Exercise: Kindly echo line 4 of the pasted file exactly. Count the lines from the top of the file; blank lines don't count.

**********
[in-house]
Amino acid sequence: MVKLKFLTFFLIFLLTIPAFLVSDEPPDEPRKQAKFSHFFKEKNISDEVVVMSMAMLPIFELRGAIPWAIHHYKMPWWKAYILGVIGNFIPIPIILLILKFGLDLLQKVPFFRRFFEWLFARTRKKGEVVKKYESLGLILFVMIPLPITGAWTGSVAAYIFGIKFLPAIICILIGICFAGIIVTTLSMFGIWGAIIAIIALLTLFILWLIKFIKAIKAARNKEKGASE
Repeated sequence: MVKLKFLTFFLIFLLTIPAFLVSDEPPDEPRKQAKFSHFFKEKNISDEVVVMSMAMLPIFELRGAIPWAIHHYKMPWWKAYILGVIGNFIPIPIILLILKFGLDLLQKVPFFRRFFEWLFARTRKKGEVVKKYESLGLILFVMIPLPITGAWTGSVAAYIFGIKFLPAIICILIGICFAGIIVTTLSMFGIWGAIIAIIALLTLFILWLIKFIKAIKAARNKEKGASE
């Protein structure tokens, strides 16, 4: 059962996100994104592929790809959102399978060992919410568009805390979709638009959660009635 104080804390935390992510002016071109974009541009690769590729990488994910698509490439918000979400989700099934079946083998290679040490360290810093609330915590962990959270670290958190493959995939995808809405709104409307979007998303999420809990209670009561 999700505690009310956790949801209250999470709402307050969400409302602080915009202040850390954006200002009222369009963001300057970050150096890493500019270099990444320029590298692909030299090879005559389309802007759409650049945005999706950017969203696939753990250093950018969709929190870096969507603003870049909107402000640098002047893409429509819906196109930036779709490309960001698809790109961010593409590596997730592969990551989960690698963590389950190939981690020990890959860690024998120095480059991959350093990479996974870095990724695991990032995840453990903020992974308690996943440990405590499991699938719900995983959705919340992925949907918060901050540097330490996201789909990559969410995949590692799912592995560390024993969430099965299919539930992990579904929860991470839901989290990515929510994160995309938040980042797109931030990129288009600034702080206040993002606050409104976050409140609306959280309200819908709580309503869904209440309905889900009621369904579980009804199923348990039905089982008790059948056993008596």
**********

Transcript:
């Protein structure tokens, strides 16, 4: 059962996100994104592929790809959102399978060992919410568009805390979709638009959660009635 104080804390935390992510002016071109974009541009690769590729990488994910698509490439918000979400989700099934079946083998290679040490360290810093609330915590962990959270670290958190493959995939995808809405709104409307979007998303999420809990209670009561 999700505690009310956790949801209250999470709402307050969400409302602080915009202040850390954006200002009222369009963001300057970050150096890493500019270099990444320029590298692909030299090879005559389309802007759409650049945005999706950017969203696939753990250093950018969709929190870096969507603003870049909107402000640098002047893409429509819906196109930036779709490309960001698809790109961010593409590596997730592969990551989960690698963590389950190939981690020990890959860690024998120095480059991959350093990479996974870095990724695991990032995840453990903020992974308690996943440990405590499991699938719900995983959705919340992925949907918060901050540097330490996201789909990559969410995949590692799912592995560390024993969430099965299919539930992990579904929860991470839901989290990515929510994160995309938040980042797109931030990129288009600034702080206040993002606050409104976050409140609306959280309200819908709580309503869904209440309905889900009621369904579980009804199923348990039905089982008790059948056993008596």